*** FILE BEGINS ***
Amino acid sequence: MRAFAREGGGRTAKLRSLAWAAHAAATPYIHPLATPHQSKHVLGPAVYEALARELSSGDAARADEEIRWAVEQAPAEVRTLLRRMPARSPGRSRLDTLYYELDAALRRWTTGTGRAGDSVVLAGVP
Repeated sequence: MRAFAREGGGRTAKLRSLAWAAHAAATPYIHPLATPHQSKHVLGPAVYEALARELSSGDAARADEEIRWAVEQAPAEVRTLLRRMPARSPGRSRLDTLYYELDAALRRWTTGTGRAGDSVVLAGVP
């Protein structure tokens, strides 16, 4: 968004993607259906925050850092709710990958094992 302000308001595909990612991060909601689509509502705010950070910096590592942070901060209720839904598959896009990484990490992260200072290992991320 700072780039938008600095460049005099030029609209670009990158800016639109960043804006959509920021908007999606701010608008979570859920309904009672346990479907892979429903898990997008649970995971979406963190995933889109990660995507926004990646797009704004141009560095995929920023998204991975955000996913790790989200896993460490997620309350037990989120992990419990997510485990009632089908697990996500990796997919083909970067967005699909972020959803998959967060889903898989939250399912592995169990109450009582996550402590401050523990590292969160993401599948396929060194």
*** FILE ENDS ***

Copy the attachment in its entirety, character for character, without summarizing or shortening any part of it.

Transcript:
Amino acid sequence: MRAFAREGGGRTAKLRSLAWAAHAAATPYIHPLATPHQSKHVLGPAVYEALARELSSGDAARADEEIRWAVEQAPAEVRTLLRRMPARSPGRSRLDTLYYELDAALRRWTTGTGRAGDSVVLAGVP
Repeated sequence: MRAFAREGGGRTAKLRSLAWAAHAAATPYIHPLATPHQSKHVLGPAVYEALARELSSGDAARADEEIRWAVEQAPAEVRTLLRRMPARSPGRSRLDTLYYELDAALRRWTTGTGRAGDSVVLAGVP
């Protein structure tokens, strides 16, 4: 968004993607259906925050850092709710990958094992 302000308001595909990612991060909601689509509502705010950070910096590592942070901060209720839904598959896009990484990490992260200072290992991320 700072780039938008600095460049005099030029609209670009990158800016639109960043804006959509920021908007999606701010608008979570859920309904009672346990479907892979429903898990997008649970995971979406963190995933889109990660995507926004990646797009704004141009560095995929920023998204991975955000996913790790989200896993460490997620309350037990989120992990419990997510485990009632089908697990996500990796997919083909970067967005699909972020959803998959967060889903898989939250399912592995169990109450009582996550402590401050523990590292969160993401599948396929060194």